My body started reacting. I started to feel panic. I was feeling intense anxiety and my whole body was tense. I had heart-palpitations and was shaky. Something was very wrong.

‘Anxiety can feel like a spotlight in your mind shining on your deepest fears or worries at all times.’

How I Overcame a Childhood Trauma from Psychological Abuse

Since then, I have worked out my trauma from my past. It was not an easy thing for me to do. I was taught to keep secrets and not to tell. I was told that psychological abuse was inconsequential. I was told that sticks and stones would break my bones and words would never hurt me. (That was is an old wives tale that I want to tell you –is an outright lie.)

In 2014, the American Psychological Association revisited a study that was published in the Psychological Trauma: Theory, Research, Practice, and Policy publication.

The APA paper was titled: Unseen Wounds: The Contribution of Psychological Maltreatment to Child and Adolescent Mental Health and Risk Outcomes1.

What the study confirmed was that children who experienced psychological maltreatment were dealing with the same, or perhaps even worse, mental health problems than those children that had experienced physical and sexual abuse.

The study also found that children who experienced psychological abuse experienced post-traumatic stress disorder just as often as children experiencing other forms of maltreatment and abuse. The paper concluded that there was a need for greater attention on psychological maltreatment.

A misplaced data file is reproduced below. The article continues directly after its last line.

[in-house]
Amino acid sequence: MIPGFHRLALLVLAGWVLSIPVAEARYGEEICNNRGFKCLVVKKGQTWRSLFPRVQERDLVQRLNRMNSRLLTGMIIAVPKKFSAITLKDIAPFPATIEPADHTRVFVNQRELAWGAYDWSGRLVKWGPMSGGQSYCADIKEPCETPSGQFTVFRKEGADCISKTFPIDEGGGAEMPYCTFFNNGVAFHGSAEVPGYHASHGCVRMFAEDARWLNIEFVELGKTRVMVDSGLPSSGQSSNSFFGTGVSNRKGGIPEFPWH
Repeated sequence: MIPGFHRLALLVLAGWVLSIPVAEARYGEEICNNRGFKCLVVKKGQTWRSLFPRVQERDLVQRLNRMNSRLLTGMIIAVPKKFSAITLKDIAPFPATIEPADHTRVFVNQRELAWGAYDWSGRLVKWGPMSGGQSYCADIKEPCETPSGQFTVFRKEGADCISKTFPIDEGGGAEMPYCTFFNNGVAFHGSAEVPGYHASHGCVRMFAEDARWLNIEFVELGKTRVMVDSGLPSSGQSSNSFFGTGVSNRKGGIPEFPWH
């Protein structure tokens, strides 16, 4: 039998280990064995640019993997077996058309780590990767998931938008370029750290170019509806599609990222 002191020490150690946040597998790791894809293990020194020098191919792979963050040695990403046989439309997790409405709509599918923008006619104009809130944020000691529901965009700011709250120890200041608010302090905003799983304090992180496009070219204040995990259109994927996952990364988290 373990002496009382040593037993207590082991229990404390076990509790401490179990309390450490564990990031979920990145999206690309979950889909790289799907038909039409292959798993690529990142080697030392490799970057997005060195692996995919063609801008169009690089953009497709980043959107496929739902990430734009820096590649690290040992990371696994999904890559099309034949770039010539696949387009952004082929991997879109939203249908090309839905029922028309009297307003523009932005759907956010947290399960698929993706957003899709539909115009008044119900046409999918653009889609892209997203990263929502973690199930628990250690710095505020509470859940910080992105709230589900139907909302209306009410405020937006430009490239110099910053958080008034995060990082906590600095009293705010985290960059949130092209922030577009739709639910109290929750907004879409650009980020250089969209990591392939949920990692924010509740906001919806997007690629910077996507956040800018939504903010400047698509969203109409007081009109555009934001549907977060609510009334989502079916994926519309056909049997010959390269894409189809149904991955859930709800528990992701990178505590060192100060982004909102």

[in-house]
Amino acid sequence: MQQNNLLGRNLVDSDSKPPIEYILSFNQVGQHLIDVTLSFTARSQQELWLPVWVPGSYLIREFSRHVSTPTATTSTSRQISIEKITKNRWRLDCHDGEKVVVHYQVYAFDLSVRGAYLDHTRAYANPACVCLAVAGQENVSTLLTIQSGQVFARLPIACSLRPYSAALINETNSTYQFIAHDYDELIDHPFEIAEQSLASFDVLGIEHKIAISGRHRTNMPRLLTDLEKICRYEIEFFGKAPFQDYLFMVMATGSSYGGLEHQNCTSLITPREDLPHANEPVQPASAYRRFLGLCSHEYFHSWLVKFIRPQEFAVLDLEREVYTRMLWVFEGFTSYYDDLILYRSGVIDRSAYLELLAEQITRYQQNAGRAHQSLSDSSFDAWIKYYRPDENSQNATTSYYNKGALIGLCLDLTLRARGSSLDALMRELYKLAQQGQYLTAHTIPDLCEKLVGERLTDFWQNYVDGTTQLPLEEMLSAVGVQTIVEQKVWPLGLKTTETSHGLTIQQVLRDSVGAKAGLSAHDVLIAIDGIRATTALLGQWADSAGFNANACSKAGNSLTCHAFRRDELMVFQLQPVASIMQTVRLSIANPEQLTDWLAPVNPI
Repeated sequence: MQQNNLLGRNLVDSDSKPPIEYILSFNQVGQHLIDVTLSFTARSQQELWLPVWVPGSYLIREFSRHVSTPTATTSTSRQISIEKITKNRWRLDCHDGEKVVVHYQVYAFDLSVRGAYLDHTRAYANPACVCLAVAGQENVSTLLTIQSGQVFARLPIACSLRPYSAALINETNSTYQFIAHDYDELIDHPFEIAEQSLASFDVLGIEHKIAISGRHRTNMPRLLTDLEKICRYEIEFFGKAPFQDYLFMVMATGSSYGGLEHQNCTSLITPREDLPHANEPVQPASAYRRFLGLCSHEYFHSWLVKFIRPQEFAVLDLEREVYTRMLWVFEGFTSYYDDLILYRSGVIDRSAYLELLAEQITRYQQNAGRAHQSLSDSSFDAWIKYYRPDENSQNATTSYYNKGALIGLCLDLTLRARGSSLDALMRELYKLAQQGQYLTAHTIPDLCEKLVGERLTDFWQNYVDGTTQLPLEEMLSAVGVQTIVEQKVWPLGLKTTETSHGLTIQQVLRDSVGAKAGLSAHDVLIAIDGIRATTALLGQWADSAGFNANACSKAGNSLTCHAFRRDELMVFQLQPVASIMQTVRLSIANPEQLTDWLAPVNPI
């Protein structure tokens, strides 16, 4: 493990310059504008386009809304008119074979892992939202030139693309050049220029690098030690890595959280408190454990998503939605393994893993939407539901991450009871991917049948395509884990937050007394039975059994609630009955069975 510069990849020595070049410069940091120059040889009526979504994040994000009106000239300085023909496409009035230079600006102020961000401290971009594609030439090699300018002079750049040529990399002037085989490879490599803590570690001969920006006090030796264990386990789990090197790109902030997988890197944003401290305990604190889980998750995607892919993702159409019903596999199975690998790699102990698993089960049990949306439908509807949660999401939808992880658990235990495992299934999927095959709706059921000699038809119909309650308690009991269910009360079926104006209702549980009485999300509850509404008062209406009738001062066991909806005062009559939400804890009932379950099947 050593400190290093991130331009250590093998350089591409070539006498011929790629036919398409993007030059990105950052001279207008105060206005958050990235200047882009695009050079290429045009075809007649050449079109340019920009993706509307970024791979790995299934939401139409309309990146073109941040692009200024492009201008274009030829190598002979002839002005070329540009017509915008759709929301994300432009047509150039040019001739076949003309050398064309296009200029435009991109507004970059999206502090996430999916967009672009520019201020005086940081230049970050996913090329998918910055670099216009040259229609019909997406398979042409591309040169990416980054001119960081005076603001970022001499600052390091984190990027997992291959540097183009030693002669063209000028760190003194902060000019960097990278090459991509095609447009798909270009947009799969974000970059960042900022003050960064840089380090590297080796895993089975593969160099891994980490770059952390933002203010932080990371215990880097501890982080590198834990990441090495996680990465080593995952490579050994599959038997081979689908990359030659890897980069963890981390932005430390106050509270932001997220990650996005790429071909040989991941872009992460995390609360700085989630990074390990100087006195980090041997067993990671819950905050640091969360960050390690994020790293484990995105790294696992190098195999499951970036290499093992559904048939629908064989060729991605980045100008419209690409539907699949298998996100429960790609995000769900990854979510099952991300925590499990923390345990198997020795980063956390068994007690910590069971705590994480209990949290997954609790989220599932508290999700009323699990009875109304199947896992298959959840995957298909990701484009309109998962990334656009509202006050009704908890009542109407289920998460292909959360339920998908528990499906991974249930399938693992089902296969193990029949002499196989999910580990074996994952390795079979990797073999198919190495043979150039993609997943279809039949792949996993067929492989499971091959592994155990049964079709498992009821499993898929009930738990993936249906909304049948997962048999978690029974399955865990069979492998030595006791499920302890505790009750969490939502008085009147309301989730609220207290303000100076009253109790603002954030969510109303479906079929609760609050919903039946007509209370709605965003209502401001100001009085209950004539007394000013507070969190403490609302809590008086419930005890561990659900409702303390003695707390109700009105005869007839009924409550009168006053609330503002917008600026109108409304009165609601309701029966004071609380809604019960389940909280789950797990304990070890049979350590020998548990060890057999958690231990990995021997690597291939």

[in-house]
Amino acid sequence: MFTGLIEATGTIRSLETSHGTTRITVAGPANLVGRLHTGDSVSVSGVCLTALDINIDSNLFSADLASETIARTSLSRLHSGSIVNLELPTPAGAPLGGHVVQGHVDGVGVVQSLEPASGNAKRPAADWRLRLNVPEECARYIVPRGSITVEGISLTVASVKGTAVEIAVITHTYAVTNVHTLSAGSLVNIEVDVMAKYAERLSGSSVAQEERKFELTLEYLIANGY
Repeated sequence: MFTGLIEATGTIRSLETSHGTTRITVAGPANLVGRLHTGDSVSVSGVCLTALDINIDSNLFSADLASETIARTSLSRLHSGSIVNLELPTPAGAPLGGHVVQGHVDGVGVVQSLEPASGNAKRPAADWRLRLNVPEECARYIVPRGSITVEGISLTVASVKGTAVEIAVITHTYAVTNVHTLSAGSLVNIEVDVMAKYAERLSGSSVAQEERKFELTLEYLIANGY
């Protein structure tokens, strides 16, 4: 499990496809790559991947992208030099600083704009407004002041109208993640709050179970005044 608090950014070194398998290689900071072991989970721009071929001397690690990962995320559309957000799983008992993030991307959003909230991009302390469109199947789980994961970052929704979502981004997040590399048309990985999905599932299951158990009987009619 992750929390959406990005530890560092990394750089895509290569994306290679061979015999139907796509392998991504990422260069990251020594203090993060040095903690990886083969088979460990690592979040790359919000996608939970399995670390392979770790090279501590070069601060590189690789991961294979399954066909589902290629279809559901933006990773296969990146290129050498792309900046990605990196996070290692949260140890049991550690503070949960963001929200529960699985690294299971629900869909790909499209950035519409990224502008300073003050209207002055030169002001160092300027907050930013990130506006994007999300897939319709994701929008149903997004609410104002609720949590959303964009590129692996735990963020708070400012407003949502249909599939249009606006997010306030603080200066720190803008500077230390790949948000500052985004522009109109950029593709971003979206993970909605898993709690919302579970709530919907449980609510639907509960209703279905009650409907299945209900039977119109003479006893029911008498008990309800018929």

So, what might a child experience with this type of abuse? Eating disorders, low self-esteem, anxiety, depression, withdrawal from society, rebellious conduct and sleep problems — to name a few. Psychological abuse has taken a backseat to physical and sexual abuse. Psychological abuse deserves some much-needed attention. Sexual and physical abuse have been receiving a lot of attention in recent years, which is extremely important. Now, it’s time to talk about psychological abuse.

Why is psychological abuse so harmful? One might ask this very important question.

Psychological abusers have an intentional pattern of behavior where one person will exert control over another person using very planned and specific means.

There is an assumption in society today that yelling, screaming, name-calling criticisms, put-downs would be what psychological abuse is. Although this is true in some cases, this type of abuse is not that obvious and visible.